Myosin and Troponin Peptides Affect Calcium Sensitivity of Skinned Muscle Fibres

  • J. Caspar Rüegg
  • Claudia Zeugner
  • Jennifer E. van Eyk
  • Robert S. Hodges
  • Ian P. Trayer

Abstract

It is well known that the force developed by the contractile system depends on the calcium ion concentration in the medium surrounding the myofilaments as well as on the Ca++-sensitivity or the calcium responsiveness of the contractile apparatus (Rüegg 1988). We have studied the effect of peptides derived from troponin-I and the 20kDa domain of myosin subfragment-1 which affect the calcium sensitivity of the contractile system. These effects are of particular interest in the case of cardiac muscle, where the relationship between intracellular calcium concentration and force may vary over a wide range. For instance, hearts that are subjected to long periods of ischemia may develop a contracture even at basal levels of free calcium (Allshire et al. 1987, Allen and Orchard 1987). This is probably due to a potentiation of ATPase and force generation occurring at low levels of ATP (Winegrad 1979). Indeed, Güth and Potter (1987) showed, that attached crossbridges increase the calcium responsiveness of skinned fibres at low ATP-concentrations, when some crossbridges are in the nucleotide-free state. Under these conditions, the contractile system is activated, and even potentiated at very low calcium ion concentrations which normally do not elicit a contraction (cf. Weber and Murray 1973). In vitro, such a potentiation also occurs in the presence of excess of myosin subfragment-1, S1, indicating that there is cooperativity in the binding of S-1 to actin (Greene and Eisenberg 1980). Here we propose as a working hypothesis that it may be the actin-binding region of subfragment-1 around the SH-1 group which by, interacting with actin, is capable of “turning on” actin, so that calcium responsiveness increases.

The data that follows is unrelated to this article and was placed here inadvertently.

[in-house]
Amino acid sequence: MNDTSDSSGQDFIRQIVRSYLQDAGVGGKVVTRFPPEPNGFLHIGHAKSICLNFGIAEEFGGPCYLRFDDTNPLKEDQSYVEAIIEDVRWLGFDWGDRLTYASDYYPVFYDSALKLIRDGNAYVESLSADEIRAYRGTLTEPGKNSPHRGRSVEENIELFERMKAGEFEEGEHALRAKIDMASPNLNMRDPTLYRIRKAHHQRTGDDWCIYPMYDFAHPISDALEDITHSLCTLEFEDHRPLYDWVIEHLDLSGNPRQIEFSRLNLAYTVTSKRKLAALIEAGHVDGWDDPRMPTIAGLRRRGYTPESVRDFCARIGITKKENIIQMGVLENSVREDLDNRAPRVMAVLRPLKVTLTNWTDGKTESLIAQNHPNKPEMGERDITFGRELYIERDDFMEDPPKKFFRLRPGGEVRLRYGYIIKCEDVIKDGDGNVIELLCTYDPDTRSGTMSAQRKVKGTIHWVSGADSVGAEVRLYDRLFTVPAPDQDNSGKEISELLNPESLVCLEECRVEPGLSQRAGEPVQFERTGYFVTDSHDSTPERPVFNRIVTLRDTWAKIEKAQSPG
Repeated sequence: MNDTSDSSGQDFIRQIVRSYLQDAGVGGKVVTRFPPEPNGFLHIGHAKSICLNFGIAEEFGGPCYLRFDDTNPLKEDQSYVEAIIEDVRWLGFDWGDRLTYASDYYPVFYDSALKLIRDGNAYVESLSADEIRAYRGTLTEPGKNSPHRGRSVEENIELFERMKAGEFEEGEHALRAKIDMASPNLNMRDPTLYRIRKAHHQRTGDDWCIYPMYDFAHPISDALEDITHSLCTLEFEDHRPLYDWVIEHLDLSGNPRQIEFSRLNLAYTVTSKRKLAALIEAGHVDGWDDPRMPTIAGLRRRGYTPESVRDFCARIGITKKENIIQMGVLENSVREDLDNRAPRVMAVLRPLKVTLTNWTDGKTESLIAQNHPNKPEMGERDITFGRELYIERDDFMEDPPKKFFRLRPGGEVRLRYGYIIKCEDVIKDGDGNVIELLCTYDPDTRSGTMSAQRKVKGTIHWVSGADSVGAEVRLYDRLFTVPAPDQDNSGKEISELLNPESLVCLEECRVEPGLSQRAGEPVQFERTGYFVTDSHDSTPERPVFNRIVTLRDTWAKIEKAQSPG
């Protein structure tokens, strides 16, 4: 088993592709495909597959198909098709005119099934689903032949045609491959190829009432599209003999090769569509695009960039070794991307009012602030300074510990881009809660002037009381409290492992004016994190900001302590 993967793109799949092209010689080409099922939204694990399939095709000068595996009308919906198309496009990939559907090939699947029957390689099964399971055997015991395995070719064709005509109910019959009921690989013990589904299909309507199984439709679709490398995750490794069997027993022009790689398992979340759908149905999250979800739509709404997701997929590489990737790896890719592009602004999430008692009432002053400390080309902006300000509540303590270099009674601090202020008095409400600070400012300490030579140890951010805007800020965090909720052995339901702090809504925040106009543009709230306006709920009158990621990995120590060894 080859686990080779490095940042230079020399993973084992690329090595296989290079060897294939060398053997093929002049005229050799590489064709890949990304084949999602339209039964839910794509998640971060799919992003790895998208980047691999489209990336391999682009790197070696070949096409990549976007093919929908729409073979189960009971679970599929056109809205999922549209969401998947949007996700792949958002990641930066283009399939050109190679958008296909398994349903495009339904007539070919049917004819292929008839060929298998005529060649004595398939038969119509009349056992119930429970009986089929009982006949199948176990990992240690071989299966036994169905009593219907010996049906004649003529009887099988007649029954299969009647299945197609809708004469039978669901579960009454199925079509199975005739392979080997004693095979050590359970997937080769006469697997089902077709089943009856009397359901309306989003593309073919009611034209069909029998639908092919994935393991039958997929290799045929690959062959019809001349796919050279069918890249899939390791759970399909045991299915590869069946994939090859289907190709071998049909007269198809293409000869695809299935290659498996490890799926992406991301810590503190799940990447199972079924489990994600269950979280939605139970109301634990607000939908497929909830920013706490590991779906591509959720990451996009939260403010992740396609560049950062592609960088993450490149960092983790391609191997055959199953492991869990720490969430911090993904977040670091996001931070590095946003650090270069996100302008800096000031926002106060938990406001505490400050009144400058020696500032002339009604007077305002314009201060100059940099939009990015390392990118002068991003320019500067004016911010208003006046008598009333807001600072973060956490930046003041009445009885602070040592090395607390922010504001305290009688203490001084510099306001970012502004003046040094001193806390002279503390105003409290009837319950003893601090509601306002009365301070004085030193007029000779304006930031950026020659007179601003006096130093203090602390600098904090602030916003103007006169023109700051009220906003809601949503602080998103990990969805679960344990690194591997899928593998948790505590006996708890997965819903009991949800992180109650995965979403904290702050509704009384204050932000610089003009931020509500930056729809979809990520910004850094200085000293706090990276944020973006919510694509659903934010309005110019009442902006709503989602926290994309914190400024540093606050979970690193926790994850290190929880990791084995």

Keywords

Ischemia Glycine Proline Arginine Resi 

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Copyright information

© Springer-Verlag Berlin Heidelberg 1991

Authors and Affiliations

  • J. Caspar Rüegg
    • 1
  • Claudia Zeugner
    • 1
  • Jennifer E. van Eyk
    • 2
  • Robert S. Hodges
    • 2
  • Ian P. Trayer
    • 3
  1. 1.Dept. of Physiology IIUniversity of HeidelbergGermany
  2. 2.Department of BiochemistryUniversity of AlbertaCanada
  3. 3.School of BiochemistryUniversity of BirminghamUK

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